With the recent run of more positive US economic data it could be tempting to start thinking about raising our GDP forecast for 2012. That would, in normal times, be a signal to start becoming more hawkish, or at least less dovish, on monetary policy. But these are not normal times.
Stronger job growth now appears to be leading to the virtuous cycle of stronger wage growth leading to higher spending which is in turn leading to more jobs. Also, the housing market appears to be forming a more solid base. These are both significant developments but we still don't expect either consumption or residential construction to become driving forces of US economic growth any time soon. That job remains strongly in the realm of exports and investment.
What stronger consumption and construction does is reduce some of the downside risk to the growth outlook. In particular, it makes us tentatively optimistic that we will not go through a third consecutive mid-year US double-dip scare. The risks to the US growth outlook are becoming more evenly balanced, but we are still happy with our forecast of 2% for 2012.
There is a monetary policy implication to the better run of data but it's of the "less dovish" variety: QE3 has become less likely. As you know we've never been great fans of the concept of a third round of quantitative easing (sterilized or not) on the basis that the problem of building a stronger more sustainable growth and jobs environment should not be laid solely at the feet of the Chairman of the Federal Reserve.
It's also the case that current labour market dynamics of zero productivity and rising unit labour costs do not support the case for more easing. However, we don't expect the Federal Reserve to change its forward guidance of an extended period of low interest rates anytime soon. That won't stop the bond market from testing that commitment from time-to-time, especially if activity data continues its good run.
The big unknown is fiscal policy. We know fiscal policy is going to be an economic headwind over the next few years, but we don’t know what the profile over time of the fiscal consolidation. Fiscal decisions made over the next few months will have a significant impact on growth and monetary settings in 2013.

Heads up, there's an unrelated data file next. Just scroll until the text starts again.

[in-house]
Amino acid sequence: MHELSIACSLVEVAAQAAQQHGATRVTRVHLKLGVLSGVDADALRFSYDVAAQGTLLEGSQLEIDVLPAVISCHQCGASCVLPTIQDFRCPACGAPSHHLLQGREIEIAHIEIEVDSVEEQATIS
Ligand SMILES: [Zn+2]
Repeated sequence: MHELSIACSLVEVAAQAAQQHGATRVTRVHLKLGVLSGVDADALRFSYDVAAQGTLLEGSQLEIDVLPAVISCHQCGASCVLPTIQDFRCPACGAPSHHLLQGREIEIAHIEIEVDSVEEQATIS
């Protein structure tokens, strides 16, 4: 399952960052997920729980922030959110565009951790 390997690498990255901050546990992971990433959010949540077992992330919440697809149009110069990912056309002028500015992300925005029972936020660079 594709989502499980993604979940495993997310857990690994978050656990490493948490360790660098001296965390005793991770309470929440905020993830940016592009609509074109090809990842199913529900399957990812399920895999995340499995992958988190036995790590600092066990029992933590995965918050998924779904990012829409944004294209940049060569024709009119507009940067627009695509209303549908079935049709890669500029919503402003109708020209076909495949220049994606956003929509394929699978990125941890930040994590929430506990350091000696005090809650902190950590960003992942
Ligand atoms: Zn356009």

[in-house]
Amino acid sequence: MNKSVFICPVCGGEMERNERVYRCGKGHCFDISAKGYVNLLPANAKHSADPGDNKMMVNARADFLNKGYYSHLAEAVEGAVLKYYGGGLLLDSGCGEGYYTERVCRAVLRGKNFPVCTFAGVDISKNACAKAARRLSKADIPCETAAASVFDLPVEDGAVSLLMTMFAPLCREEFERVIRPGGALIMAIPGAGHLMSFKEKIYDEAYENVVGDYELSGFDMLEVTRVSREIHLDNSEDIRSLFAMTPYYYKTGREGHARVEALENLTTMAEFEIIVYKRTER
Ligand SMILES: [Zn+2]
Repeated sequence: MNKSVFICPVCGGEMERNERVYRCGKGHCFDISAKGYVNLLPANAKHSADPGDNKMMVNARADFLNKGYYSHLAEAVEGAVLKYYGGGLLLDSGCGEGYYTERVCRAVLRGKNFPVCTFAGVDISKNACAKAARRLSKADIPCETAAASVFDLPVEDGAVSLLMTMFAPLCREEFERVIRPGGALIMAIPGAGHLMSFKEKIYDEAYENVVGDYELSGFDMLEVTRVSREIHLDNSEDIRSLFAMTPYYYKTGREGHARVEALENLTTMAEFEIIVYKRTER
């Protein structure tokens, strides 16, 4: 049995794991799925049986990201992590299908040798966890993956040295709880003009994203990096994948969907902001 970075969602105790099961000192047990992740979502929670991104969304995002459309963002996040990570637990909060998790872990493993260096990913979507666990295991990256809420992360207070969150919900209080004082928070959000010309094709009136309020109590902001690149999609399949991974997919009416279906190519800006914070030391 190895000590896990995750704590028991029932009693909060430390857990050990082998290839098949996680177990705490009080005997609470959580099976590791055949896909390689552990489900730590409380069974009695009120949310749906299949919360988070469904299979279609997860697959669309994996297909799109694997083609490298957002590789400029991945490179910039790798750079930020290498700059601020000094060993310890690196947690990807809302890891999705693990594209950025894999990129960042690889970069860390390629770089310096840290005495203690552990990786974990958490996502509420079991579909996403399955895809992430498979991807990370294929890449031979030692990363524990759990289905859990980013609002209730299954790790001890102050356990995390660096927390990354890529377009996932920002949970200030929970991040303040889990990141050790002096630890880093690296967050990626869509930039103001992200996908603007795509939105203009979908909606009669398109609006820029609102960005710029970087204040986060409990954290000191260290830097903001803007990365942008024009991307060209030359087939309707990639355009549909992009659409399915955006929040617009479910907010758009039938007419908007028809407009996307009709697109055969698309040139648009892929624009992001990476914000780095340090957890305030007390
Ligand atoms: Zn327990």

There are a number of fiscal measures that are due to expire at the end of this year including the payroll tax cuts and the Bush tax cuts. According to the US Congressional Budget Office (CBO) if those measures are allowed to expire, the US fiscal deficit will shrink from 7.6% of GDP in 2012 to 3.8% in 2013.
That might sound like a good thing in a world worried about deficits and debt, but that degree of fiscal tightening represents a significant negative fiscal impulse and, if it were to play out, a likely return to recession. Recall when we first raised our concerns about QE3, we said the most likely scenario for it to be warranted would be if fiscal contraction was front-loaded and looked like pushing the US back into recession.
The “good” news is that degree of fiscal contraction is not likely to happen. The CBO's analysis of President Obama's 2013 Budget would see a deficit of 6.1% of GDP (note the 2012 starting point is different in each scenario). But there are the not insignificant issues of a President who does not control the House (although he has the Senate) and an upcoming election. It will be therefore difficult for the President to get his Budget measures through and there could be a new President in office in January.
The US growth environment is looking more robust. While that has implications for monetary policy, we need to get used to the fact that during this cycle, when the time comes for less stimulatory policy settings, monetary and fiscal policies will be working in the same direction. That will have implications for the amount of work monetary policy needs to do, and when it needs to start doing it.